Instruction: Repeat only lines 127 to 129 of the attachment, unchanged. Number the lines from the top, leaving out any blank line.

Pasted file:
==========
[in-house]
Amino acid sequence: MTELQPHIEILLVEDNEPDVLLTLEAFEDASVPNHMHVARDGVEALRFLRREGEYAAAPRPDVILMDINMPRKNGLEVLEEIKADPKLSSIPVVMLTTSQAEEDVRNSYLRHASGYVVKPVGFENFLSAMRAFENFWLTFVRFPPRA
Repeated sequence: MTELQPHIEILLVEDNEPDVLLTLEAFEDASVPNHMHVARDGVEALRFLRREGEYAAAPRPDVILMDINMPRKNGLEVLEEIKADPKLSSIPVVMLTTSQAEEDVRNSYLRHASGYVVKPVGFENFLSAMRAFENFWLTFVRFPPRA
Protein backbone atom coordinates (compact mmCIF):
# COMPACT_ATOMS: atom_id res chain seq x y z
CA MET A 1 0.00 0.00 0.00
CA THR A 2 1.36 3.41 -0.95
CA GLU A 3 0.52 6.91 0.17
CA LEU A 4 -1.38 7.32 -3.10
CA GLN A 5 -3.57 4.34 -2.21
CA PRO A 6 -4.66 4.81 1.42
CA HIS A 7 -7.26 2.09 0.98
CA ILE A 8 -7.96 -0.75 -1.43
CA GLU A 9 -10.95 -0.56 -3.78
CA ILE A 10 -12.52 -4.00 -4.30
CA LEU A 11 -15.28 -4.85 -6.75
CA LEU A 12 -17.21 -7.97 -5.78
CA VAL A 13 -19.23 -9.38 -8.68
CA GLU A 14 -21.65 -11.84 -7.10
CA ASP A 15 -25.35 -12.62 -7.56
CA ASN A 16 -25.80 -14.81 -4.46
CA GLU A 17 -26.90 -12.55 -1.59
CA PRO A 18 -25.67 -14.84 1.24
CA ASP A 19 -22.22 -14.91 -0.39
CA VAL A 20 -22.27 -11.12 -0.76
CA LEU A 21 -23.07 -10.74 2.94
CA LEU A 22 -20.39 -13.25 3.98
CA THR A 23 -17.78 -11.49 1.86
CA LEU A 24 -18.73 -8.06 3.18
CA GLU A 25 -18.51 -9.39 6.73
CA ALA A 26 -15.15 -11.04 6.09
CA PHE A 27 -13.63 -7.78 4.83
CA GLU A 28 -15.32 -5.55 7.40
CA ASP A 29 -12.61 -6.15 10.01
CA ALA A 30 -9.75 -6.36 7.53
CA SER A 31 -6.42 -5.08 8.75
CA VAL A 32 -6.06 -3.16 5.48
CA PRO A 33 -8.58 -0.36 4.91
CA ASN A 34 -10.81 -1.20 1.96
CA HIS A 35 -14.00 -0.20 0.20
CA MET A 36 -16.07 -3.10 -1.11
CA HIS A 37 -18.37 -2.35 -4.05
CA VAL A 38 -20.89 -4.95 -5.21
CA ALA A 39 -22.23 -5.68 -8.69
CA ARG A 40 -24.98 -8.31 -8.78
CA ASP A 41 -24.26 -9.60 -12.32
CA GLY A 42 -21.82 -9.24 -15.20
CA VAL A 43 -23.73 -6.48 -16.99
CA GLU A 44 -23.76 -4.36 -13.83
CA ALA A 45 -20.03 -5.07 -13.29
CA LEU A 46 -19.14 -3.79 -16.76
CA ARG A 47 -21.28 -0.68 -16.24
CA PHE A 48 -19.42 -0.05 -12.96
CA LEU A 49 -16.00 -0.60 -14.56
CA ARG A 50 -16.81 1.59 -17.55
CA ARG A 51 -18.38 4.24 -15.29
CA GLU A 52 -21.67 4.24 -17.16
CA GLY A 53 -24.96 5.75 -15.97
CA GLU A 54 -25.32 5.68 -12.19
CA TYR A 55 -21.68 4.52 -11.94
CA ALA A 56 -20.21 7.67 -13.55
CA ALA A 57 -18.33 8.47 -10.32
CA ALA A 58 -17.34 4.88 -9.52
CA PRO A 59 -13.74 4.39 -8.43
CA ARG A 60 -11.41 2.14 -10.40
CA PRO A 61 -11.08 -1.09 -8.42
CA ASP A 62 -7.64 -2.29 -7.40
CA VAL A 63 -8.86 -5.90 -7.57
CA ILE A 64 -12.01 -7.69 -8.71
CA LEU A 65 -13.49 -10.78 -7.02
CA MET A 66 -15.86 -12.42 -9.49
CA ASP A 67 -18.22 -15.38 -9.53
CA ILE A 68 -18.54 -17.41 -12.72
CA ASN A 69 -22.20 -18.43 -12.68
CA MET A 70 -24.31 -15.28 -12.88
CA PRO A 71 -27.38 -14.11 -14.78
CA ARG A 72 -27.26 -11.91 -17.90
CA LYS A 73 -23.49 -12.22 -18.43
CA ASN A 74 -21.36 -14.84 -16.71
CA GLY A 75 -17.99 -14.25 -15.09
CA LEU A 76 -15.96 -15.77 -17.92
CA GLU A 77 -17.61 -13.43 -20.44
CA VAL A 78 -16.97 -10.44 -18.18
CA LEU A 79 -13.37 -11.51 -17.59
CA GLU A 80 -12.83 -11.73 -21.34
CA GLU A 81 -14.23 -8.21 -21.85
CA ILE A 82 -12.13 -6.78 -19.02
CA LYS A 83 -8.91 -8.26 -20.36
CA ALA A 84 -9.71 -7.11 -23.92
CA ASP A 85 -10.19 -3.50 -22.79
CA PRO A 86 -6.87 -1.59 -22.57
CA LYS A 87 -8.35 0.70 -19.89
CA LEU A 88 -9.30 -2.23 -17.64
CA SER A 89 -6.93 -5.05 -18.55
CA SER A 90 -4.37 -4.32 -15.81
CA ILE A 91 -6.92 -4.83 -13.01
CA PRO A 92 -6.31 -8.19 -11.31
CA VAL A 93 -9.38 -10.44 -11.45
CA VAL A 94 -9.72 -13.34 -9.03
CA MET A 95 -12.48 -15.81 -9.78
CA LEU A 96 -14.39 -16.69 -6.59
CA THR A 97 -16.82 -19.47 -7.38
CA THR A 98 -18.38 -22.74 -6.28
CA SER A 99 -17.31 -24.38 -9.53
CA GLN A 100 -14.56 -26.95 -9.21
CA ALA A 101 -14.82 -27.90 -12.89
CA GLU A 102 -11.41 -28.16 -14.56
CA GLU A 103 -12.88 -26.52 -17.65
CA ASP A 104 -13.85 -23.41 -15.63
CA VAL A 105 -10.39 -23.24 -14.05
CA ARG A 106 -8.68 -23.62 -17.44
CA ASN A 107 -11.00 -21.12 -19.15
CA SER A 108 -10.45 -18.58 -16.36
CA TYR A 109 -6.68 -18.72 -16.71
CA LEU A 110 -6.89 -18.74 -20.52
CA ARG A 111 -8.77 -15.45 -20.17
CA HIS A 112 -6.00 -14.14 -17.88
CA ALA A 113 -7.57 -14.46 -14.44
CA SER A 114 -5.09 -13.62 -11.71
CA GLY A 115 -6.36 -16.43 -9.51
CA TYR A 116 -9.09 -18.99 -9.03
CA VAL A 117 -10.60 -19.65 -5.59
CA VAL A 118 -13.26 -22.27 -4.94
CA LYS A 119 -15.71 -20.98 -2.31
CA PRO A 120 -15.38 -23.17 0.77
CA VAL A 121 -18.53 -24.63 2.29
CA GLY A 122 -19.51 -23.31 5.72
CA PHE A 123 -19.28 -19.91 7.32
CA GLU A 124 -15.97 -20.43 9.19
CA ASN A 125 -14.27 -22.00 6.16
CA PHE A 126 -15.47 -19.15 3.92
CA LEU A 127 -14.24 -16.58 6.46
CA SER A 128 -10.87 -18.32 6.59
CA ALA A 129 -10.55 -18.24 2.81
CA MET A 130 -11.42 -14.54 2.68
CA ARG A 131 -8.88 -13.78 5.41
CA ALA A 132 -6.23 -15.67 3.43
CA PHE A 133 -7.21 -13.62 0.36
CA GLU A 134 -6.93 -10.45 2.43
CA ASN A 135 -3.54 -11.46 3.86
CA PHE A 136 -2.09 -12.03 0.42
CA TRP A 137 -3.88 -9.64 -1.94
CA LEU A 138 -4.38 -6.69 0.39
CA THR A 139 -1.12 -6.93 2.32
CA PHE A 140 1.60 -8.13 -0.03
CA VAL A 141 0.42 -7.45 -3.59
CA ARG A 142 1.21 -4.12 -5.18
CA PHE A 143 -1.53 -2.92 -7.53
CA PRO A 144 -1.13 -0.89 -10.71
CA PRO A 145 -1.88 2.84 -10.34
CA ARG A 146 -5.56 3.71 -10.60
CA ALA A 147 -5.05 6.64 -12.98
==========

CA GLY A 122 -19.51 -23.31 5.72
CA PHE A 123 -19.28 -19.91 7.32
CA GLU A 124 -15.97 -20.43 9.19